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Big Fire, Big Water...Easy For The Chief to Say

This weekend Traditions Training delivered a two-day class in Quakertown/Coopersburg, PA. The class was in a large acquired structure that offered many challenges to the hose crews as they advanced lines all day into the structure, flowing water and simulating making the push.

My mind was going a mile a minute as we simulated fires in the structure.  I thought about all of the tactics I would employ if I was in command for an actual fire. The structure was an old school building, two and three stories high and built to take a beating from a fire. So, as I sat at my imaginary command post and in my mind saw a heavy volume of fire, I said those words..."Big Fire, Big Water".

I motioned to my Engine Company and gave the command to start a big line and operate in an Offensive Attack Mode. I moved the accountability tag for the company given the assignment on my command board and jotted a note next to it "2.5 line first floor".

My job in deploying this line was done. I wiped my brow and moved on to the rest of my tactical assignments by moving my velcro tags and writing with the dry erase marker.

I watched the afternoon station that was being led by one of our instructors, showing students the art of moving and operating a 2.5" attack line inside of a structure. Speaking from my own experience when I rode an engine, I can probably count on both hands the times we practiced stretching and operating 2.5" line. It was never a positive experience.  As a result when we had to deploy this line at a fire our performance was never as good as when we stretched our coveted 1-1/2 or 1-3/4 attack lines.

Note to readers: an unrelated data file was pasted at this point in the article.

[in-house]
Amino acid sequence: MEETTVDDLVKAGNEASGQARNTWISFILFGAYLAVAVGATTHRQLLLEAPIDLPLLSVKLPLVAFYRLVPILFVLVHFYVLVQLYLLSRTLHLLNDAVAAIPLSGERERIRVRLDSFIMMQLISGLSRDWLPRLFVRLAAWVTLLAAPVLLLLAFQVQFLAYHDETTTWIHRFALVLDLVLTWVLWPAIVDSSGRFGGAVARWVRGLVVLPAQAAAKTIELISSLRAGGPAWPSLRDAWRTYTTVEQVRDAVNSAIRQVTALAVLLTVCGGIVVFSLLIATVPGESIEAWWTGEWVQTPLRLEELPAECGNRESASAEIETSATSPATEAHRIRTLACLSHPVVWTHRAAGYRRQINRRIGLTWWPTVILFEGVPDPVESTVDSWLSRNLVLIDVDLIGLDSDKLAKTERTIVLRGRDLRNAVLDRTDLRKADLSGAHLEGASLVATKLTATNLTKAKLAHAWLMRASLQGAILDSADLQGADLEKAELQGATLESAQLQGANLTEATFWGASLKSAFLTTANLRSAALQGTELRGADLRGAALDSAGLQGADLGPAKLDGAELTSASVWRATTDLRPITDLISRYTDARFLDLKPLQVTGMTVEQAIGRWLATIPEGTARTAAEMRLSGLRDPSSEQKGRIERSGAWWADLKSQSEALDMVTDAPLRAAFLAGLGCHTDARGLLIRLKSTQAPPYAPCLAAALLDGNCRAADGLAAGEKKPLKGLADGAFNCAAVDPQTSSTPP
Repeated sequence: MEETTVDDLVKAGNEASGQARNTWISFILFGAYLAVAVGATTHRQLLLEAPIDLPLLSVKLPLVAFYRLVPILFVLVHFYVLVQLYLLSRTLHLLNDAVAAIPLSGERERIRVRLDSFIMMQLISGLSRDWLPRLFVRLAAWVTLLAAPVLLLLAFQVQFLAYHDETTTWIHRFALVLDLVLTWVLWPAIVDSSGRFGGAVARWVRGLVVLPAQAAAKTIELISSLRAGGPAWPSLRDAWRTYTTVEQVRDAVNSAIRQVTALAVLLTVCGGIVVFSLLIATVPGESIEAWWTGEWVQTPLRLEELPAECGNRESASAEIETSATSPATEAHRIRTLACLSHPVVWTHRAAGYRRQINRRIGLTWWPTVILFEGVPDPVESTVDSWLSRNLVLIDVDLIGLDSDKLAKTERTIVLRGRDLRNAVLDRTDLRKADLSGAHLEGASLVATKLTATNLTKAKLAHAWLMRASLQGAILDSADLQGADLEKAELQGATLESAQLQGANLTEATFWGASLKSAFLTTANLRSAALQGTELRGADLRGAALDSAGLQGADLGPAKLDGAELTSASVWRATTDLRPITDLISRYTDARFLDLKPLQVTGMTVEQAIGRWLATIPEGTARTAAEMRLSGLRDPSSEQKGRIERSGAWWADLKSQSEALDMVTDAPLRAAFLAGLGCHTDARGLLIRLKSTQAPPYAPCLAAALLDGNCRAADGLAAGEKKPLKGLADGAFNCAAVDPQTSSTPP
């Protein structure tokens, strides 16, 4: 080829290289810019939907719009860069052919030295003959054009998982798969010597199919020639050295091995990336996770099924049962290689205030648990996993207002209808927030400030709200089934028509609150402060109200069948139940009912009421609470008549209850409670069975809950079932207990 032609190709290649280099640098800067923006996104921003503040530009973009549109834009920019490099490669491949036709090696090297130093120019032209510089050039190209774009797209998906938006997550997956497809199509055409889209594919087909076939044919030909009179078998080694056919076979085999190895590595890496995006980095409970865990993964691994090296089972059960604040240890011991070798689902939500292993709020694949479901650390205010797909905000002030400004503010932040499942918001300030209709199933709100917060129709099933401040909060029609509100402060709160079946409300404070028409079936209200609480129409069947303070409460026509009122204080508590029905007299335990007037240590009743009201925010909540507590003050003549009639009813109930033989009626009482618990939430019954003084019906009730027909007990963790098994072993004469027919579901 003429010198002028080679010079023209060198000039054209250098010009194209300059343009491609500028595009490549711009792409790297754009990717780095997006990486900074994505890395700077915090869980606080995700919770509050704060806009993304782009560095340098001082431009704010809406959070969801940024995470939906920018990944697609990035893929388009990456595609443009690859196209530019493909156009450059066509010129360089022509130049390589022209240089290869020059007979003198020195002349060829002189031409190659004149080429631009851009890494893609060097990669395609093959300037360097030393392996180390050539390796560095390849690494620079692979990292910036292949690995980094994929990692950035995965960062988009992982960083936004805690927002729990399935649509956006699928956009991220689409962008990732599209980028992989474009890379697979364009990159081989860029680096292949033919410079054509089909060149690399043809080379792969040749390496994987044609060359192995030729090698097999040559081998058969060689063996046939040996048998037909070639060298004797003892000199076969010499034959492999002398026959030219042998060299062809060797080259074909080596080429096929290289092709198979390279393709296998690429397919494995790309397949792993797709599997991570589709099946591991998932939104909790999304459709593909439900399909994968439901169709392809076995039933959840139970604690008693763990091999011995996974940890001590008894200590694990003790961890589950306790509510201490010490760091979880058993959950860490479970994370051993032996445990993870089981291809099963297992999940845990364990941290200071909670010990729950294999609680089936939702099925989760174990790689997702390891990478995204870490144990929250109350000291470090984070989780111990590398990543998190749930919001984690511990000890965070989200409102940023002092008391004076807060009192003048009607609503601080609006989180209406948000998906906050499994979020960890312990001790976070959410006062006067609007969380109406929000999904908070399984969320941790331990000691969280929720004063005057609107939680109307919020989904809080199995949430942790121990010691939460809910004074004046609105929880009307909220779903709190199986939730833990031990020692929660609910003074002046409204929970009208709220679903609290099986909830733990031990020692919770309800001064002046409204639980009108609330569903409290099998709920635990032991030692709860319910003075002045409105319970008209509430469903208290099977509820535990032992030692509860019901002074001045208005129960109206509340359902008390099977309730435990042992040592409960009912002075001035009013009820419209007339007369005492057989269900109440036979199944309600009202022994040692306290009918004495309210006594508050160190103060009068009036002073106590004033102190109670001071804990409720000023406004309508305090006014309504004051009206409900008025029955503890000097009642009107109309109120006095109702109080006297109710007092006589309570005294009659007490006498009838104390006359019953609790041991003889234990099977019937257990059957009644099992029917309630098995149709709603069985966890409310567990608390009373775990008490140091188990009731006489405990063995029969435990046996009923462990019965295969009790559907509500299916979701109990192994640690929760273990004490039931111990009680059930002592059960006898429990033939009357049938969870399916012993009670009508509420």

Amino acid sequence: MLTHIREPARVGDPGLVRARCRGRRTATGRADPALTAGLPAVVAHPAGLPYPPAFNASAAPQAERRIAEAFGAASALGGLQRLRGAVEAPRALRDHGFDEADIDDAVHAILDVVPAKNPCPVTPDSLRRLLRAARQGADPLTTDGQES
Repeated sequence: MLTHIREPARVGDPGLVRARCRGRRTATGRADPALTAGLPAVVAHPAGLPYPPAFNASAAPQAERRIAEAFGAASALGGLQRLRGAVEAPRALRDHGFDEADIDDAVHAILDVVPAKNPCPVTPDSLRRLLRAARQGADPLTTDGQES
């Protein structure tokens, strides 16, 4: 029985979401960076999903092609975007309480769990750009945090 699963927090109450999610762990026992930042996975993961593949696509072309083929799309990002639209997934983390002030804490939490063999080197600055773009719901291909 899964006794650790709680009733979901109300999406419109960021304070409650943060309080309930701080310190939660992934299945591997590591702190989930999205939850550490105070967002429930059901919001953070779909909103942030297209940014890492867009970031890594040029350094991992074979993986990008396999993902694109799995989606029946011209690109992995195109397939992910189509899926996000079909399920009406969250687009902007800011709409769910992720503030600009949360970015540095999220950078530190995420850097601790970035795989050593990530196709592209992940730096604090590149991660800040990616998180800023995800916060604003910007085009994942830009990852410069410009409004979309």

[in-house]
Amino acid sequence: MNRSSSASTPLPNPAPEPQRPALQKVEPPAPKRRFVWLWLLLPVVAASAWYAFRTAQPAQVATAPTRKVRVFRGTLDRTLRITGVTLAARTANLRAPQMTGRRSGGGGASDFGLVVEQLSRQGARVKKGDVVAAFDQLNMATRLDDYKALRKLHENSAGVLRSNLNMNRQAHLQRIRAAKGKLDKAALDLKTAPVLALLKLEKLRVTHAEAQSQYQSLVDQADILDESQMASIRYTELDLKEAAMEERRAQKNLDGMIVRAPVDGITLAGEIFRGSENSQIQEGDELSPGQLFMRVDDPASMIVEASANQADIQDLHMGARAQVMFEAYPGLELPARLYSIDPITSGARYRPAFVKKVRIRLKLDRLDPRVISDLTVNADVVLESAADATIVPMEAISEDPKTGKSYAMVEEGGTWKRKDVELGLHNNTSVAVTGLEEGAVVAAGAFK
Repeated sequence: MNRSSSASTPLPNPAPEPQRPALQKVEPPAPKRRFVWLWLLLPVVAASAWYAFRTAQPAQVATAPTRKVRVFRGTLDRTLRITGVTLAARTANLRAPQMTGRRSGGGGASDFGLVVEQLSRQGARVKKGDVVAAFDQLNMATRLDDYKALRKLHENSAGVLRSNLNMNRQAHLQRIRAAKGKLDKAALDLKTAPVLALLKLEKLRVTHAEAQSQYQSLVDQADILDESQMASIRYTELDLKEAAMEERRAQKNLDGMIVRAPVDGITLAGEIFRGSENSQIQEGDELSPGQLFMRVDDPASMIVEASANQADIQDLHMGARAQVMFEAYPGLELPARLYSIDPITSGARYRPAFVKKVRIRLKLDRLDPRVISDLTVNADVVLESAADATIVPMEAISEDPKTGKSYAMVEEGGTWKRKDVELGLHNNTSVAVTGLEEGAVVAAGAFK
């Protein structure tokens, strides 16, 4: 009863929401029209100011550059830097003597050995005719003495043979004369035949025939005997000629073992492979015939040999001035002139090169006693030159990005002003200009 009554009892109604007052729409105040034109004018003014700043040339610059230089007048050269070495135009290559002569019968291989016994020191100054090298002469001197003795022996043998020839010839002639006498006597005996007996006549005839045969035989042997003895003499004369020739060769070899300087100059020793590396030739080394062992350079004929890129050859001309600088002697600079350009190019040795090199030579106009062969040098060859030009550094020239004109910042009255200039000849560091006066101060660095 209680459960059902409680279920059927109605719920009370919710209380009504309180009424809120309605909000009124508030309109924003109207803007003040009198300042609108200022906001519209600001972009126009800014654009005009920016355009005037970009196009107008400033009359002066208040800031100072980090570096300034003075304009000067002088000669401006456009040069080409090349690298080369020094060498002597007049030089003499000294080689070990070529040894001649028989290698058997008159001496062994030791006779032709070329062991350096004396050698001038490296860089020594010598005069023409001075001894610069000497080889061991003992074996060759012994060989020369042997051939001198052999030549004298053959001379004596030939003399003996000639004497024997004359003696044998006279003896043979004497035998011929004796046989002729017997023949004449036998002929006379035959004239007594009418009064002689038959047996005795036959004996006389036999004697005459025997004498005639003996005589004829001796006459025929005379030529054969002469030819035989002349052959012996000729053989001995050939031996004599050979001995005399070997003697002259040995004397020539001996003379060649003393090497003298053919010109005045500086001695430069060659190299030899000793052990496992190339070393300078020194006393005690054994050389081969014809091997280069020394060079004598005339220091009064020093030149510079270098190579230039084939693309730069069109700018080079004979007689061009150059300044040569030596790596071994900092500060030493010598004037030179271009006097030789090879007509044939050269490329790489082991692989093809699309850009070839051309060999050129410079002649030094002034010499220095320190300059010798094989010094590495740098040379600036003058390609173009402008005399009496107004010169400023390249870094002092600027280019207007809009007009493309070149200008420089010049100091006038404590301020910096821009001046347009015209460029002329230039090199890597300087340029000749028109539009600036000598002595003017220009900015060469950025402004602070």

Looking at the students and our instructor move that 2.5" made me once again realize the high level of effort, coordination and technique that must be utilized to SUCCESSFULLY deploy and operate this line inside a structure fire. By the time the one hour station was completed the students had picked up new and refined old 2.5" hose-line tips and techniques.  They were able to knock down the fire at the front door and then move the line inside, around corners and down the hallway to extinguish the large imaginary fire.

Were they exhausted when they were done? Yes... they were, but they accomplished the task assigned to them by the IC. They did not fail or have to resort to giving the usual excuses for why they were not able to stretch and operate a line of that size. Rather than sitting in the TV room and explaining all the reasons for not being able to stretch this line, get them out and learn how to make it happen!

As Command and Company Officers we have to realize that a catch phrase like "Big Fire Big Water" must be supported by training, training and more training.  Training is even better is when it is made as realistic as possible. Stretching a 2.5" attack line in a straight line in a parking lot or in a pristine burn building will not help you as an Incident Commander or help your firefighters.

Mastering 2.5" hose-line techniques will allow your members to do it efficiently and make the task easier when ordered.  Remember, "Big Water" has to be delivered by people.  Your members have the best chance to deliver that "Big Water" if they are well trained and prepared ahead of time.  As the IC, "Big Fire, Big Water" is an easy phrase to say, but are your crews prepared to deliver it to the seat of the fire?  It's your job to make sure that they are!

As always be Combat Ready...

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